On a chilly but bright February afternoon I headed down the A38 towards Plymouth to the beautiful Boringdon Hall with Steve, Alex and Tim. At 430 years old, she is still looking mighty fine and took my breath away as we approached up the winding drive. What a rich and varied past Boringdon Hall has. Monarchs, dukes, ladies and many distinguished guests have played their part in Boringdon Halls history. Between 1547 and the 1920’s where Boringdon had fallen into disrepair, royals such as Queen Elizabeth 1 and King Henry V111 are said to have visited. With a nod to local history, Sir Frances Drake had a banquet held here to celebrate his raid on the Spanish at Cadiz Harbour. I should imagine that the Great Hall that I marvelled at as I ate my afternoon tea has barely changed in all that time.
The hotel was taken over by the Nettleton Family in 2011 and renovated with the hope to make Boringdon Hall a destination hotel and spa. They have recently been awarded 5 stars by the AA which has made Boringdon Hall one of the leading hotels in the south-west.
Many of my regular readers will know that I have a love of tea and cake. So an afternoon tea is one of my favourite ways to while away a couple of hours with friends and family. Boringdon Hall serve their traditional afternoon tea alongside a speciality tea that changes its theme monthly. To coincide with the Winter Olympics in PyeongChang in South Korea, the chefs had come up with sweet treats such as gold medal medallions, Italian meringue Olympic torches, beautifully decorated shortbread biscuits and coconut snowballs. The idea was indeed a good one but by comparison to the traditional tea, it lacked the wow factor in my opinion. The cakes didn’t live up to my expectations from a five-star hotel.
On the other hand, the traditional tea was visually spectacular and laden with sweet treats. Strawberry shortbread macaron, raspberry and lychee tarts, chocolate tiffin and an opera gateaux. Of course, both teas came with a selection of fruit and plain scones, clotted cream and strawberry jam.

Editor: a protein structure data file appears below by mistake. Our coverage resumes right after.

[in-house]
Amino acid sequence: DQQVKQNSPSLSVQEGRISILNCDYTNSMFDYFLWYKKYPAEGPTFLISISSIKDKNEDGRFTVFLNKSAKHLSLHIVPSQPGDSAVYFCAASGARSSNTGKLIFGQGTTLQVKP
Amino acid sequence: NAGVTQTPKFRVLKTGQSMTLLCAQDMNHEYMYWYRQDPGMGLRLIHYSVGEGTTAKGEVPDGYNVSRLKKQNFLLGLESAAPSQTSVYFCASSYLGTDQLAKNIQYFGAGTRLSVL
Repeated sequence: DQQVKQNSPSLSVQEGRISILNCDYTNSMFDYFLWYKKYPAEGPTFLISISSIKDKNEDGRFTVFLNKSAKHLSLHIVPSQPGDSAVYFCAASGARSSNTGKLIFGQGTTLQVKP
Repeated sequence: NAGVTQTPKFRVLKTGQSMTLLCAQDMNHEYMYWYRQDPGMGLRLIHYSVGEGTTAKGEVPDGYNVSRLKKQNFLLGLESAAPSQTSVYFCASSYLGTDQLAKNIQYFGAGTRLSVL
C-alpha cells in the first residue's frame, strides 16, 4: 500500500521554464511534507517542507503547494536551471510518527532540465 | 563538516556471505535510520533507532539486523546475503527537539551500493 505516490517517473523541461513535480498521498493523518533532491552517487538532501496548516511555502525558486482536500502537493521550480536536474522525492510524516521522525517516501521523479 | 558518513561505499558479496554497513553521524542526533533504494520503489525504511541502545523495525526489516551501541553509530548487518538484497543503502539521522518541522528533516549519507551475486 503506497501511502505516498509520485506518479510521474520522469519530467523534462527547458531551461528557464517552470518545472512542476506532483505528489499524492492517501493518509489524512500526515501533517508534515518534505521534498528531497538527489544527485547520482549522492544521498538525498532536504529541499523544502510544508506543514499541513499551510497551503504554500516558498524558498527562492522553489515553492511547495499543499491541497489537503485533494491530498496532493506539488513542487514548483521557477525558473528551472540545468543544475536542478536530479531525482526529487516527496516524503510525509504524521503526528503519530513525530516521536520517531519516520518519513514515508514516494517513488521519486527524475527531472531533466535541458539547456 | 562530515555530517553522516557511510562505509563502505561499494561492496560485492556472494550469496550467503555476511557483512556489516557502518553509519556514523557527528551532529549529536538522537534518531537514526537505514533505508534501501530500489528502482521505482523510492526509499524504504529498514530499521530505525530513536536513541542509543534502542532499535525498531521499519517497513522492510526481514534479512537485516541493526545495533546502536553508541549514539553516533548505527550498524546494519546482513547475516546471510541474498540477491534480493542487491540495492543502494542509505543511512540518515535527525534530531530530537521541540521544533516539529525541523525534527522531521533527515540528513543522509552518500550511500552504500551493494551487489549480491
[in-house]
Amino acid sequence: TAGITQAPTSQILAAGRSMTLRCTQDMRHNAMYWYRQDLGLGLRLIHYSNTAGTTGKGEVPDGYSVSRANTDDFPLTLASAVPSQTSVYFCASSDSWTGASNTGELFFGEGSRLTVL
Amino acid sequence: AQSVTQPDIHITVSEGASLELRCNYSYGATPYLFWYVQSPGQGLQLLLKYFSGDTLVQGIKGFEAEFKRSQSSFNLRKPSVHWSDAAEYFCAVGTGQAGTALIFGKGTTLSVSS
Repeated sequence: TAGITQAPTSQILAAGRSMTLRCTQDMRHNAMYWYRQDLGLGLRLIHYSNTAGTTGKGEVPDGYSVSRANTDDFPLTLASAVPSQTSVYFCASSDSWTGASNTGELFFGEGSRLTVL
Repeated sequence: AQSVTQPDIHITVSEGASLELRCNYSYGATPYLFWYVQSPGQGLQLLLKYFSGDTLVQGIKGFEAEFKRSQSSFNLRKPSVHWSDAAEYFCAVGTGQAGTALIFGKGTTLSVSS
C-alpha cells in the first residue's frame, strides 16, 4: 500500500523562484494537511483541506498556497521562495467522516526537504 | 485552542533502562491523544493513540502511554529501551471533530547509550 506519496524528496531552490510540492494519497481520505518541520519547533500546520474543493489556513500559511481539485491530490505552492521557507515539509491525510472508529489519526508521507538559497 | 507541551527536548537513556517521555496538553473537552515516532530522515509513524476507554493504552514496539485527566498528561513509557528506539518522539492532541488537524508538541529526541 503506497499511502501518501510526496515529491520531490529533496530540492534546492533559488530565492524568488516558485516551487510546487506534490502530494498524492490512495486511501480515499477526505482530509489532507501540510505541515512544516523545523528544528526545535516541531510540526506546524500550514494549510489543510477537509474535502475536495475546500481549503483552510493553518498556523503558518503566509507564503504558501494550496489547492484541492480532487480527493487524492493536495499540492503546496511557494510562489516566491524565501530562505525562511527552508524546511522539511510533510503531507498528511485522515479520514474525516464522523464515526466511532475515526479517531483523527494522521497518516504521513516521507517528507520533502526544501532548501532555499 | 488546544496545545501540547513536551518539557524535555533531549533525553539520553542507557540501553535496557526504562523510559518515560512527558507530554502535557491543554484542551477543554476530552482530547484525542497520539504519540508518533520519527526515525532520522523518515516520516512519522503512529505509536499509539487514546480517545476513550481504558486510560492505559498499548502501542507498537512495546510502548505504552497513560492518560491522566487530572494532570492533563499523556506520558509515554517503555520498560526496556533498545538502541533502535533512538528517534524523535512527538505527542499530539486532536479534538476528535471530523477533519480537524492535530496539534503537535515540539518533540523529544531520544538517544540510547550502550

The savouries I felt were a little on the tame side. Particularly when I asked for one of our teas to be vegetarian. There were plenty of cucumber sandwiches but not a lot else apart from a Mediterranean vegetable tartlet. Perhaps a little more thought could go into vegetarian options?
Teas were plentiful. In fact, so much so a tea menu is supplied to help with your choices. Over the course of our fireside tea, the four of us tried the assam, rosebud, jasmine and chai teas all provided by Jing Teas. You really can’t beat a delicious pot of loose leaf tea alongside your sweet and savoury delicacies. I thought the tea menu was genius and would recommend other venues take this on board!
The great hall was the perfect setting for us. We were nestled cosily by the wood burner which was a welcome relief from the biting chill outside. That being said, once we had had our fill of tea and cake we ventured back out for a walk around the grounds. The building is visually stunning and reminiscent of Bovey Castle or the Pig at Combe. It’s easy to imagine yourself in your sumptuous Elizabethan gown complete with corset, collars and ruff shimmying through the grounds and that’s just what I did before I waved farewell.
Afternoon tea is served daily between 1 pm and 4 pm and the full tea will set you back £27.00 per person. If you fancied a champagne upgrade then you would pay £39.00 per person.
Disclaimer: I was invited to Boringdon Hall to sample their afternoon tea. I was not paid for writing this post and all views are my own as always.